New theory emerges about why Sherri Papini was abducted and then returned

Sherri Papini made international headlines when she disappeared on November 2. Photo / Facebook
Sherri Papini made international headlines when she disappeared on November 2. Photo / Facebook

A disturbing new theory has emerged about why California mum Sherri Papini was abducted and then returned to her family.

The mother-of-two has rarely been seen since she was allegedly kidnapped and then returned 22 days later with a strange branding on her skin and after being beaten and starved.

More three months after she was found, it's still unclear who was responsible, although there has been speculation about a possible cult connection and could even have been staged.

But according to US crime show Crime Watch Daily, a source close to the investigation believes those who took Papini may have mistaken her for a much younger woman.

"It was sexual trafficking. I think they saw what appeared to be a young girl and took her for that purpose," the anonymous source said.

Papini was allegedly abducted while taking a routine jog along the Mountain Gate trail near her home in Redding, northern California on November 2.

Authorities, family members and dozens of volunteers searched for weeks before Papini surfaced on Thanksgiving Day morning - more than 240km from where she was last seen.

It would later emerge her skin had been branded with "a message", a practice common in sex trafficking circles and street gangs.

It's believed Papini was targeted by two, possibly three Hispanic women who may have thought the 34-year-old was actually a teenager.

According to sources, Papini was held in a dark, dinghy holding cell where she was starved. She's also believed to have been so badly beaten that bones were broken in her face and her long blonde hair was also chopped off.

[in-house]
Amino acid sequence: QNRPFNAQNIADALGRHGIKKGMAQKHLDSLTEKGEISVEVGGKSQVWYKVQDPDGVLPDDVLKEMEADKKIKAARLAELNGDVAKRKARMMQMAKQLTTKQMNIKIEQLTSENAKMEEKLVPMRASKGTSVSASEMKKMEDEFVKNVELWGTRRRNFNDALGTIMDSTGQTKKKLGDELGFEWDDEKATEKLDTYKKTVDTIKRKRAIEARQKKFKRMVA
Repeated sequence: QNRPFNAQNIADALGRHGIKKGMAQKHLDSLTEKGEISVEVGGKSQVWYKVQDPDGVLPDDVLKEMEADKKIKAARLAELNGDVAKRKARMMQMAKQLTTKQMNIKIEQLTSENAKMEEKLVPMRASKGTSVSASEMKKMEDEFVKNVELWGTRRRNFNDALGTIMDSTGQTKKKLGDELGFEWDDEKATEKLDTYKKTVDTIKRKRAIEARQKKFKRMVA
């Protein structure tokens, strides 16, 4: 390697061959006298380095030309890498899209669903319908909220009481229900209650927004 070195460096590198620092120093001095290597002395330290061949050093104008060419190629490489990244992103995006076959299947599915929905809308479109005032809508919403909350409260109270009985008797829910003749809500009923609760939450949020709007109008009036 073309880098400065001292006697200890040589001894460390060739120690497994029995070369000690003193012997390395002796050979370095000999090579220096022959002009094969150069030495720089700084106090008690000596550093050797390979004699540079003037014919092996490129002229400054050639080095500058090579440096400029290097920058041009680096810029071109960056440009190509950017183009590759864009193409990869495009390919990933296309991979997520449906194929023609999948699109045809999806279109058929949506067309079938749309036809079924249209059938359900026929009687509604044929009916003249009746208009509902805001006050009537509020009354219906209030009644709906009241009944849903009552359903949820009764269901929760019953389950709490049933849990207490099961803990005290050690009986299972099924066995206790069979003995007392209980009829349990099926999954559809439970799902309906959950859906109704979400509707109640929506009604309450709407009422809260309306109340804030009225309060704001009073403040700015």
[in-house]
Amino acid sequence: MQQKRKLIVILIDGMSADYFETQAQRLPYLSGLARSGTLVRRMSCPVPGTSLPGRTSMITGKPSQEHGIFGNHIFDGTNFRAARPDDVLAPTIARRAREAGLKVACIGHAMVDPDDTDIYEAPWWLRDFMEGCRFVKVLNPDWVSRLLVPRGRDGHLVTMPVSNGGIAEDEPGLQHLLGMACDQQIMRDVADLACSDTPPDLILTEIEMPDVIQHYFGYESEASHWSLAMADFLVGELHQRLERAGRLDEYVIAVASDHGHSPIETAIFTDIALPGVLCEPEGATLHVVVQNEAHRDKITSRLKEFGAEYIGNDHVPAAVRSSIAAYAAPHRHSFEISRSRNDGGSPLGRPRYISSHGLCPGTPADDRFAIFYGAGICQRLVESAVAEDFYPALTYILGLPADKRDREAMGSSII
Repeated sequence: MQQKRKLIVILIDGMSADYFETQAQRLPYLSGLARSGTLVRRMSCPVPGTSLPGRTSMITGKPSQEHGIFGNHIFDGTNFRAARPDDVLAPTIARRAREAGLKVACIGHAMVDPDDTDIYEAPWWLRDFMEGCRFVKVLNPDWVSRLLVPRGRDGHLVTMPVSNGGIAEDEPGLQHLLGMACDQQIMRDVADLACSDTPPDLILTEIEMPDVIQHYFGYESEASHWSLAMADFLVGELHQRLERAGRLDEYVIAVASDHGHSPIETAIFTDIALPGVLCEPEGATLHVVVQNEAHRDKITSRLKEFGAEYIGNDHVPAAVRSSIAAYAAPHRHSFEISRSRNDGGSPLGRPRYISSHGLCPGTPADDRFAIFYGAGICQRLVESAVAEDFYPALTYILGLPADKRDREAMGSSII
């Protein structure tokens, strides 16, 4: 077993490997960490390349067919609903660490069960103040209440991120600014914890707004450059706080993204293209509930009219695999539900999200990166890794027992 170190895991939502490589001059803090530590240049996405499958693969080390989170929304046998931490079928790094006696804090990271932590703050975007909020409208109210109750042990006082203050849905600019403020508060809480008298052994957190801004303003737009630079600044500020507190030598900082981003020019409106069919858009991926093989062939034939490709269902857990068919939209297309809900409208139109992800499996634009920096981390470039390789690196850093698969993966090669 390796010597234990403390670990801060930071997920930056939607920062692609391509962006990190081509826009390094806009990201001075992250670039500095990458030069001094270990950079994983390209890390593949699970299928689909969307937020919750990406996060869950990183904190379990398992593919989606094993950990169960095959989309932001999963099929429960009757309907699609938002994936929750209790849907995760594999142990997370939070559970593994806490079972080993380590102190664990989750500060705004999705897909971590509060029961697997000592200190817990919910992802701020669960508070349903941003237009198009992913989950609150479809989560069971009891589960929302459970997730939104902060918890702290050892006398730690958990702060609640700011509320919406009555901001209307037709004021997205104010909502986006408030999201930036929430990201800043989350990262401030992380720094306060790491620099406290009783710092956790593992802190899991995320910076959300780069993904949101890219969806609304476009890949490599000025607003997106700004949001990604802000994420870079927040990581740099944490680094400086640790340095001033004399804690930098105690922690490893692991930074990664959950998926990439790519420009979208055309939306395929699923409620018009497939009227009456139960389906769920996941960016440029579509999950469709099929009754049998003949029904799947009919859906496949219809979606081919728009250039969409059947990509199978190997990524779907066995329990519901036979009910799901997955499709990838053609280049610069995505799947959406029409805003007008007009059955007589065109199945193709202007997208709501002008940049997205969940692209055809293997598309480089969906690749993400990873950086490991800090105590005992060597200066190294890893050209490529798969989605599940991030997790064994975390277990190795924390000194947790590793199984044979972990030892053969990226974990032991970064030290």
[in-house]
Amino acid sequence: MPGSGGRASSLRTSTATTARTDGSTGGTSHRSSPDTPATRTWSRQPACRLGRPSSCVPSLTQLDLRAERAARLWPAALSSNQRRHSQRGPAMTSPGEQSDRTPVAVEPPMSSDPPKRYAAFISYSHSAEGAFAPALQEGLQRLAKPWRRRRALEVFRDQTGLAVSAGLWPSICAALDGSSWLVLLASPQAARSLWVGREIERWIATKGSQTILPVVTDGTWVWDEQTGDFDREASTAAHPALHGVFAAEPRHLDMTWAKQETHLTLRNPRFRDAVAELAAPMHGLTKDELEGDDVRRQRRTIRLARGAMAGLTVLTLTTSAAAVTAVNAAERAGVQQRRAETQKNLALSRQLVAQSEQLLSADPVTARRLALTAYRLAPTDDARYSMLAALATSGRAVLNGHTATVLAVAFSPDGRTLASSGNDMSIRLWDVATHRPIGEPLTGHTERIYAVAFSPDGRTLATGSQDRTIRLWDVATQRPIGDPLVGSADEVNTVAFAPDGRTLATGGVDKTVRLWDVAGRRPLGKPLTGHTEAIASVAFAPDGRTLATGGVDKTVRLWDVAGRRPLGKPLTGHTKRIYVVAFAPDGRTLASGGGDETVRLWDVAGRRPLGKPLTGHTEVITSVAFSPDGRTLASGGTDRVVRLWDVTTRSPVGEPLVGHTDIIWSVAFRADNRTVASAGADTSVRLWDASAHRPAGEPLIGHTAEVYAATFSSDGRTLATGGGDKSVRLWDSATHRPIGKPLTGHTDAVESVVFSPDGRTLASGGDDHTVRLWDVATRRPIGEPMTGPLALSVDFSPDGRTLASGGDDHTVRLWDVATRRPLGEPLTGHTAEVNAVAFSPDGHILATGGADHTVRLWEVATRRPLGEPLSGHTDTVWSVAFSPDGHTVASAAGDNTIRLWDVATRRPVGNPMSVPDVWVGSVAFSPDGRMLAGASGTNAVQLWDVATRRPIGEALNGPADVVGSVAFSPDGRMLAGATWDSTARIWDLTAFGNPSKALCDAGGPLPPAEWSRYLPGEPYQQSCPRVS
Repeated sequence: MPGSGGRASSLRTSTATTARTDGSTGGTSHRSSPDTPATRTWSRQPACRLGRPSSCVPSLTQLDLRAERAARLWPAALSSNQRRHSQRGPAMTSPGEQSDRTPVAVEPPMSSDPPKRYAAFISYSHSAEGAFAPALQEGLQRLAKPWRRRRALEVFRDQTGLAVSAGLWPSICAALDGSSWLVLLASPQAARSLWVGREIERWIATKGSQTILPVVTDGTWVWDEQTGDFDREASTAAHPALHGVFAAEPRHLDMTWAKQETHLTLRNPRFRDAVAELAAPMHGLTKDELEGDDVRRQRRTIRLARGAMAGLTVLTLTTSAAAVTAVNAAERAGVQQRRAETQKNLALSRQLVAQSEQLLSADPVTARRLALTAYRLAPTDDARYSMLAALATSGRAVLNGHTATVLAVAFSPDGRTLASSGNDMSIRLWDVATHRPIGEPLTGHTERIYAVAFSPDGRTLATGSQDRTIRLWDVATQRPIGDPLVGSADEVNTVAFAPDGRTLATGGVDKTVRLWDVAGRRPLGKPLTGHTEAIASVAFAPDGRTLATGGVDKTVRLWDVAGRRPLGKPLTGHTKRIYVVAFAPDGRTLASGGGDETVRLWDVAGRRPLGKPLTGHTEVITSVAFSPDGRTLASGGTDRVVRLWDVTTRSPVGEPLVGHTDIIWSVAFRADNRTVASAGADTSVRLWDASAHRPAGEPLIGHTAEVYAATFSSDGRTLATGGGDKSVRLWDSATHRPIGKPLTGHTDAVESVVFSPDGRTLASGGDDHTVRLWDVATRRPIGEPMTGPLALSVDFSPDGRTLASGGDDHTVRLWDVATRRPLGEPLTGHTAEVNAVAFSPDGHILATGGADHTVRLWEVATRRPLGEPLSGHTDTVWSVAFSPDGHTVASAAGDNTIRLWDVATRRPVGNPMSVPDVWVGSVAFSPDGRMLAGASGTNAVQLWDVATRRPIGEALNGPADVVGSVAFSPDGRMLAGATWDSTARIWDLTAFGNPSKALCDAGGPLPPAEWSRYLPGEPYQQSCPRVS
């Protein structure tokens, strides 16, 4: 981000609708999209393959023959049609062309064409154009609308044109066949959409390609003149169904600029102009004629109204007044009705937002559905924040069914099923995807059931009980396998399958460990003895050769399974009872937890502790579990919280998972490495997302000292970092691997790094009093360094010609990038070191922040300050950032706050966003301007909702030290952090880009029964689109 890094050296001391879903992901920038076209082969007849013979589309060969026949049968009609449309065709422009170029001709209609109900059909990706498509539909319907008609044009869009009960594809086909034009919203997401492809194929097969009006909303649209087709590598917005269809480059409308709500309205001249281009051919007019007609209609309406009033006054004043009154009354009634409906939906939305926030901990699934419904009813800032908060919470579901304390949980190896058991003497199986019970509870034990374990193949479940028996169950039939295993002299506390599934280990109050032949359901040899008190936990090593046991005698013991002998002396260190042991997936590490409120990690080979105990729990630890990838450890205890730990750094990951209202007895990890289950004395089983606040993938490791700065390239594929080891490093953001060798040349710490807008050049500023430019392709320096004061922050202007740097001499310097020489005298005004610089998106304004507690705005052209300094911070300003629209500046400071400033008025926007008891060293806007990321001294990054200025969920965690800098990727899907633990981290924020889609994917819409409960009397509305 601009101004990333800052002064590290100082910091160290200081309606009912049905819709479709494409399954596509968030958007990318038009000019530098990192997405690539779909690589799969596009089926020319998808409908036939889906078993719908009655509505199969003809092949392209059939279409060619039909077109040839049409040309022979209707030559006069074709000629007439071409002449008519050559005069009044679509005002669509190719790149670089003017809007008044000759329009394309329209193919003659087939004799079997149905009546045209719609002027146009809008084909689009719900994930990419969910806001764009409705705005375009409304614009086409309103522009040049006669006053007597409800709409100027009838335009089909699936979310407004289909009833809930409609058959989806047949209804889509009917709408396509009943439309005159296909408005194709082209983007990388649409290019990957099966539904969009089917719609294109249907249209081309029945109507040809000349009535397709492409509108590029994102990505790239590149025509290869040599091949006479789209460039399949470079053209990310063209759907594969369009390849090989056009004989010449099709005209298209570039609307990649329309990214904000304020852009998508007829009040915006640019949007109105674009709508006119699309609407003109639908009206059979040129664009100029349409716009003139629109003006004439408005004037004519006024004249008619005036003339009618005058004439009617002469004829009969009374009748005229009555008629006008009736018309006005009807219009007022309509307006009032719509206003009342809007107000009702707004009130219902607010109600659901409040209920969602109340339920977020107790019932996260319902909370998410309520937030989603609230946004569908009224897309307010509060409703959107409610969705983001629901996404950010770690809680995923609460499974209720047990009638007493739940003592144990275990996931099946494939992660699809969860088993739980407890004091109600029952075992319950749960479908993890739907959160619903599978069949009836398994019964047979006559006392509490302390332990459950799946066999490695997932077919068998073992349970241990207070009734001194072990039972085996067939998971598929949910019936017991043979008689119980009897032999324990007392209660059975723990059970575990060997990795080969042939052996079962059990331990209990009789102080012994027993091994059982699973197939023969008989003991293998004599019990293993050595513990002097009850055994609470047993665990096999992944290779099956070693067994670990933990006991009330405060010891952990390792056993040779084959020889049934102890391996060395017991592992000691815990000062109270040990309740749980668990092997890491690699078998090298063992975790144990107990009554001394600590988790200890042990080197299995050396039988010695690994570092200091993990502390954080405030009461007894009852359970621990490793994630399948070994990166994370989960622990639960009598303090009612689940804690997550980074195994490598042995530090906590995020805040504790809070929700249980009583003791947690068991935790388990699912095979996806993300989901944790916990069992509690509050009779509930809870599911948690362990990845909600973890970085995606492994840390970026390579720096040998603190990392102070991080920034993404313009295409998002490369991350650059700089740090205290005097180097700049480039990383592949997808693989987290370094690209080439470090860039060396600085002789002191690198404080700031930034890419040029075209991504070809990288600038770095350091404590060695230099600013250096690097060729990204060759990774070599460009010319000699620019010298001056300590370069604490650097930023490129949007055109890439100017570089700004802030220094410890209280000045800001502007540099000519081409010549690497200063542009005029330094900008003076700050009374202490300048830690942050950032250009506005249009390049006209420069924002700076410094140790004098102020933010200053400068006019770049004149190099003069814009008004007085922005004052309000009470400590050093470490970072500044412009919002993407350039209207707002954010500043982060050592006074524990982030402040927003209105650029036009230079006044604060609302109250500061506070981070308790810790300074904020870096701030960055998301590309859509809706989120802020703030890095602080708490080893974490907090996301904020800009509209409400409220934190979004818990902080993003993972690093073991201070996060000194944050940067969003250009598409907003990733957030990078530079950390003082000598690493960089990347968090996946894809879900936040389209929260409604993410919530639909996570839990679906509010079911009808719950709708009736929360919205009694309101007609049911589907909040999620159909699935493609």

Cameron Gamble, a controversial kidnap consultant credited with helping to bring Papini home, said the alleged abduction could be cartel related, pointing out that two Hispanic women were arrested south of Sacramento recently after an Uber driver found them bringing a minor to a hotel to traffic her.

It turns out Redding, the quiet town where Papini lives, could be a hunting ground for sex crimes. Gamble said it was one of the most dangerous places for women in the US, if you looked at the statistics per capita.

Another three more women around the area also vanished around the same time Papini went missing. However, two of those women were aged over 40 years old.

The Shasta County Sheriff's office won't confirm any of the sex trafficking allegations.

Papini's release came less than 48 hours after Gamble released a video offering a ransom from an anonymous benefactor in exchange for Papini's safe return.

Gamble believes his "reverse ransom" (when money is offered in the absence of a ransom demand) address, which went viral on social media, directly resulted in Papini's release.

Gamble believes Papini may know who took her but is too scared to reveal the truth.

But one of Papini's friends said the mother had told her she did not know who had taken her.

"I think if she knew the whys ... she would be saying," Lisa Jeter said.

"I think she is still haunted by why they took her and why they returned her."

- news.com.au

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